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U.S. proposes to G7 to confiscate $300 billion of Russian assets - FT

U.S. proposes to G7 to confiscate $300 billion of Russian assets - FT U.S. proposes to G7 to confiscate $300 billion of Russian assets (Photo: Getty Images)

The United States is proposing that G7 countries confiscate $300 billion of frozen Russian assets for the benefit of Ukraine. Allies are rushing to coordinate the plan by the second anniversary of Russia's full-scale invasion, according to the Financial Times.

The agency emphasizes that no decisions have been made yet, and the issue remains under discussion in European capitals. Although no decisions have been made yet, the acceleration of work on confiscating Russian assets for Ukraine indicates the growing importance of this issue.

The confiscation of assets was discussed this month by the finance ministers of the G7, as well as their deputies. According to people familiar with the negotiations, discussions focused on developing such a policy and assessing associated risks.

The United States, with the support of the United Kingdom, Japan, and Canada, proposed to continue preparatory work to have options ready by February 24. Three working groups proposed by the United States will study legal issues regarding confiscation, how to apply confiscated assets, risk reduction, and options for best directing them to Ukraine.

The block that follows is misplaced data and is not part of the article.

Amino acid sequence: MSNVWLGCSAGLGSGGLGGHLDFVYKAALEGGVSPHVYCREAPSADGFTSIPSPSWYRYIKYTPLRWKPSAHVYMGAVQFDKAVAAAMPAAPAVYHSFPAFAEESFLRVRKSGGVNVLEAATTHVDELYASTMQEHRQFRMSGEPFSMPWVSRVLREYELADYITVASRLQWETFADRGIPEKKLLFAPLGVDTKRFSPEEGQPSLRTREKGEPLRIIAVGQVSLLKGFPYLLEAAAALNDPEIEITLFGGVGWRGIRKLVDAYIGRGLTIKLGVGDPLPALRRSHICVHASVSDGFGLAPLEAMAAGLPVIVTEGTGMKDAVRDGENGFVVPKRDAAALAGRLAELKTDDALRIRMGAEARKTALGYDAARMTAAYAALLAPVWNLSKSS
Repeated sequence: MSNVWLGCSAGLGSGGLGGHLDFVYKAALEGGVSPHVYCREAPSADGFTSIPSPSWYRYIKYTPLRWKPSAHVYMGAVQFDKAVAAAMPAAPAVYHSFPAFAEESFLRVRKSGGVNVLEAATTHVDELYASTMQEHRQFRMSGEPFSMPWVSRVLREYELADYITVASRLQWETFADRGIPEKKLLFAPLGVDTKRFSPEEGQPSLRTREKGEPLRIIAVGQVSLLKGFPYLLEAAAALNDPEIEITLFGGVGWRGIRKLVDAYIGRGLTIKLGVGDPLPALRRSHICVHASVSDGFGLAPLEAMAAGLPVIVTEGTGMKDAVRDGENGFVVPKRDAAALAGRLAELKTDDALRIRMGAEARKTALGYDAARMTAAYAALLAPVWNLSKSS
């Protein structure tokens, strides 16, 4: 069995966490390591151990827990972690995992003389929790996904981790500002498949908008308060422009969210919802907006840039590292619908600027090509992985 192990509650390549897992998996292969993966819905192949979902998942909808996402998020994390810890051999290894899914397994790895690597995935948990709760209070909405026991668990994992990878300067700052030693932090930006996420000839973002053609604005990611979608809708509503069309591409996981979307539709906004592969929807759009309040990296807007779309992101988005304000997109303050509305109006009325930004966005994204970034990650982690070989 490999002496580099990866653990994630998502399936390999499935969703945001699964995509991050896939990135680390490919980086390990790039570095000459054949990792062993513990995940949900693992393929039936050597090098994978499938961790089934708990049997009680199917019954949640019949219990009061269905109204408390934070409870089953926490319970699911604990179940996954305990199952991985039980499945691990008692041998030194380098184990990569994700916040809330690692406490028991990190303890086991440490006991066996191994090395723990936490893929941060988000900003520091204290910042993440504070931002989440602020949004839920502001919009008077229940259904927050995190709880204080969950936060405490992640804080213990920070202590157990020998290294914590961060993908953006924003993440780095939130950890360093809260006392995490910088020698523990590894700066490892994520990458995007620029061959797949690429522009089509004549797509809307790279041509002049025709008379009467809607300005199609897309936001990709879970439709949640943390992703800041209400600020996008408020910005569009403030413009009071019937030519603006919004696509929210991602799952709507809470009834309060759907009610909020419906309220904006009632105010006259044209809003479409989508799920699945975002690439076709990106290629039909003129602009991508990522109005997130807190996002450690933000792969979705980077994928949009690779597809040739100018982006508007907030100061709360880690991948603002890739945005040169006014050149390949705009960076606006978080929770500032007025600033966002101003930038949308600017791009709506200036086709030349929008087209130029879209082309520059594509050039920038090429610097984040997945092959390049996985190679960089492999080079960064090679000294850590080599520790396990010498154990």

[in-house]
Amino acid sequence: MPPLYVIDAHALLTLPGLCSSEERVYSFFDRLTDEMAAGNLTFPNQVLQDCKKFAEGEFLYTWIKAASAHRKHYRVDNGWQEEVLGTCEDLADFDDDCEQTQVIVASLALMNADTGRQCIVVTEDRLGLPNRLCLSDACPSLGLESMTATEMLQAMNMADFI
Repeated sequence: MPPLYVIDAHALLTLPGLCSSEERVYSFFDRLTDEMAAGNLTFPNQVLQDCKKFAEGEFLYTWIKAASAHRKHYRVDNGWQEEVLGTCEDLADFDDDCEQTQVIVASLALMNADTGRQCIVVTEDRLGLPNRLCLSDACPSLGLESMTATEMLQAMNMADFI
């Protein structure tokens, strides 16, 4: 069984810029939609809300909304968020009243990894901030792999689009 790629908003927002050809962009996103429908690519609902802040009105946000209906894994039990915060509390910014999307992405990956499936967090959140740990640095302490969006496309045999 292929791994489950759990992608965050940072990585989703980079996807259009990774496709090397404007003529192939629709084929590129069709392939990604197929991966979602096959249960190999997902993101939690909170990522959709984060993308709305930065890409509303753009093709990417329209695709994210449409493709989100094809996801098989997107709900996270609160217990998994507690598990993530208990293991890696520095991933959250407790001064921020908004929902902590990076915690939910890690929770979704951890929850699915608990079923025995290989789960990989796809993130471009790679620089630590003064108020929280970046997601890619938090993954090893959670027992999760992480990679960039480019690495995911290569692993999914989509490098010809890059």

Germany, France, Italy, and the EU have expressed some reservations and the need to assess the legality of asset confiscation carefully. As FT notes, several European ministers also called for maintaining secrecy.

The United States has not officially supported the arrest of Russian assets. Still, the G7 distributed a document stating that it would be legal and a "countermeasure to encourage Russia to stop its aggression."

In the EU, it is also believed that asset confiscation would be insufficient to meet Ukraine's reconstruction needs and should not replace financial support to Kyiv in 2024.

Transfer of Russian assets to Ukraine

Earlier, U.S. Secretary of State Antony Blinken confirmed that Ukraine would, for the first time, receive assets confiscated from Russian oligarchs under sanctions. According to him, the money will be directed to support Ukrainian veterans. This is the first step by the United States in transferring frozen Russian assets to Ukraine.

In addition, recently, The New York Times reported that the United States is urgently discussing with partners the use of frozen Russian assets to aid Ukraine.

The White House responded to media reports, emphasizing that specific discussions with allies are ongoing and it is too early to talk about transferring Russian assets to Ukraine.